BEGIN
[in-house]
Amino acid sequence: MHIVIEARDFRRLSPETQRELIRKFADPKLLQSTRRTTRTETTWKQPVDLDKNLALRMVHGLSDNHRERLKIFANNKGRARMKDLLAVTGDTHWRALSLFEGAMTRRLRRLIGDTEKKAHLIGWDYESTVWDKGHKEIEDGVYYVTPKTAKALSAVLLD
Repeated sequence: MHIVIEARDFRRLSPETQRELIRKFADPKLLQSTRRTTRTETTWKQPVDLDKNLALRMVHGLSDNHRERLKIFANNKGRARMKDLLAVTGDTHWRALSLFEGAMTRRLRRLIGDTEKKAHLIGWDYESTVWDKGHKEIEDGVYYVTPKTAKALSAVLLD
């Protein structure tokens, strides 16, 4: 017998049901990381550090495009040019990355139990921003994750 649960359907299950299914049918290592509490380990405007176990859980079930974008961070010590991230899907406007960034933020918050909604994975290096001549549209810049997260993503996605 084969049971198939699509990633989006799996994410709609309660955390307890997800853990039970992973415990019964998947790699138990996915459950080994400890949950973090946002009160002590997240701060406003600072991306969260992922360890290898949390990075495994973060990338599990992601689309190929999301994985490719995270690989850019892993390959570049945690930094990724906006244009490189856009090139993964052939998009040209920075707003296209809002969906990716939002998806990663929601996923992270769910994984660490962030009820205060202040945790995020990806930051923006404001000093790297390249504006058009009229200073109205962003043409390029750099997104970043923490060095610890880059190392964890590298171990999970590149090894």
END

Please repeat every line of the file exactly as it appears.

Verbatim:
[in-house]
Amino acid sequence: MHIVIEARDFRRLSPETQRELIRKFADPKLLQSTRRTTRTETTWKQPVDLDKNLALRMVHGLSDNHRERLKIFANNKGRARMKDLLAVTGDTHWRALSLFEGAMTRRLRRLIGDTEKKAHLIGWDYESTVWDKGHKEIEDGVYYVTPKTAKALSAVLLD
Repeated sequence: MHIVIEARDFRRLSPETQRELIRKFADPKLLQSTRRTTRTETTWKQPVDLDKNLALRMVHGLSDNHRERLKIFANNKGRARMKDLLAVTGDTHWRALSLFEGAMTRRLRRLIGDTEKKAHLIGWDYESTVWDKGHKEIEDGVYYVTPKTAKALSAVLLD
């Protein structure tokens, strides 16, 4: 017998049901990381550090495009040019990355139990921003994750 649960359907299950299914049918290592509490380990405007176990859980079930974008961070010590991230899907406007960034933020918050909604994975290096001549549209810049997260993503996605 084969049971198939699509990633989006799996994410709609309660955390307890997800853990039970992973415990019964998947790699138990996915459950080994400890949950973090946002009160002590997240701060406003600072991306969260992922360890290898949390990075495994973060990338599990992601689309190929999301994985490719995270690989850019892993390959570049945690930094990724906006244009490189856009090139993964052939998009040209920075707003296209809002969906990716939002998806990663929601996923992270769910994984660490962030009820205060202040945790995020990806930051923006404001000093790297390249504006058009009229200073109205962003043409390029750099997104970043923490060095610890880059190392964890590298171990999970590149090894």